November 14, 2016
Feature writers conduct many interviews, in-person as well as via phone or email, for almost every story. It’s among the most important skills a journalist develops, yet it’s rare to find a journalism school offering a dedicated course on interviewing. The subject is usually rolled into classes on researching and reporting and, in general, is treated like something most people can just figure out how to do on their own.
In my 13-week Advanced Feature Writing course at Ryerson University (registration is now open for the January semester), one highlight is when Paul McLaughlin, the top authority on interviewing in Canada, is our guest for an unforgettable three-hour session. Paul focuses on the psychodynamic of the interviewing process. What does that mean? Beyond doing background research and preparing your questions, have you made time to think through the many elements that can mean the difference between success and failure? For example:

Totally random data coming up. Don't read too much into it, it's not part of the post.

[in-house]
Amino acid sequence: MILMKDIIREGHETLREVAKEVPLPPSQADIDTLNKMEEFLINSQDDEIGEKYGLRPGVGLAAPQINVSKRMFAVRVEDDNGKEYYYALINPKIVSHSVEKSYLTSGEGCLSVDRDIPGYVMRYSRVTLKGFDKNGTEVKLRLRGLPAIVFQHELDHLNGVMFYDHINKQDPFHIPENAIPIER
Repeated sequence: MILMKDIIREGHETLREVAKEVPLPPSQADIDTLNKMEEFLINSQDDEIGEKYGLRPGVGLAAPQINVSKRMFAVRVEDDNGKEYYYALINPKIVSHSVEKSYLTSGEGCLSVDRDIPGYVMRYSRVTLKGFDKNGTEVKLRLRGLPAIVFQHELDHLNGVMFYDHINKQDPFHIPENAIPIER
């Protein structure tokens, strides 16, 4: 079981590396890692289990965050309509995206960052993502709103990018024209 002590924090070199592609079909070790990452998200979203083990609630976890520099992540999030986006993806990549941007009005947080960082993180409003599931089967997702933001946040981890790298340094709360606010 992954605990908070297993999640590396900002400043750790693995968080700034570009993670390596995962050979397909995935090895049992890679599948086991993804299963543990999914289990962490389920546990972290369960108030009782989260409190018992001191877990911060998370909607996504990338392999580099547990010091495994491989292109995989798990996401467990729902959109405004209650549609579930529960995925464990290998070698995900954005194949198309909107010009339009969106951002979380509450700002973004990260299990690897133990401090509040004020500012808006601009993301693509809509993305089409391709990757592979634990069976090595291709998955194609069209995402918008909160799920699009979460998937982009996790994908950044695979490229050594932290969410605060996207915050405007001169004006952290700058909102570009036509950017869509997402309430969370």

- Have your read “around,” as well as “about, the subject?
- How will you be perceived by the interviewee?
- Is there anything about the interviewee that might affect your performance? (Age? Gender? Ethnicity? Power differential?)
- Have you planned your questions around using five senses?
- Have you thought through, and practiced beforehand, asking the sensitive or controversial questions?
- Have you thought about a Plan B and Plan C if your initial approach isn’t working?
Paul takes us through the subject with many real-world examples and even though he has done this session in my classes for two decades, I still learn something new, or am reminded of something I’ve forgotten, every time I hear it.
Advanced Feature Writing will begin on Thursday, January 19th.
This is the link to Ryerson’s site for the course: Advanced Feature Writing
This is the page on my web site about the course: http://davidhayes.ca/teaching